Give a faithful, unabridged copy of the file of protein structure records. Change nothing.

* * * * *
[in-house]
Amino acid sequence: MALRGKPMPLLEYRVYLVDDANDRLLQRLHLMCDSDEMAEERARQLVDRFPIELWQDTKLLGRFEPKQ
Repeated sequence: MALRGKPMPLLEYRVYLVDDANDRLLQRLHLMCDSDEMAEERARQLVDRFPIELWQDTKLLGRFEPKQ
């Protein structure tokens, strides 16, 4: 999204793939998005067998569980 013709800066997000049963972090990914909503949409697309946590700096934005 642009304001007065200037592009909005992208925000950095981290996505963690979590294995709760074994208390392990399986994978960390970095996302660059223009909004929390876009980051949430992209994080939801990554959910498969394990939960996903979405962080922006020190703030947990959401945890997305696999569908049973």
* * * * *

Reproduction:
[in-house]
Amino acid sequence: MALRGKPMPLLEYRVYLVDDANDRLLQRLHLMCDSDEMAEERARQLVDRFPIELWQDTKLLGRFEPKQ
Repeated sequence: MALRGKPMPLLEYRVYLVDDANDRLLQRLHLMCDSDEMAEERARQLVDRFPIELWQDTKLLGRFEPKQ
């Protein structure tokens, strides 16, 4: 999204793939998005067998569980 013709800066997000049963972090990914909503949409697309946590700096934005 642009304001007065200037592009909005992208925000950095981290996505963690979590294995709760074994208390392990399986994978960390970095996302660059223009909004929390876009980051949430992209994080939801990554959910498969394990939960996903979405962080922006020190703030947990959401945890997305696999569908049973």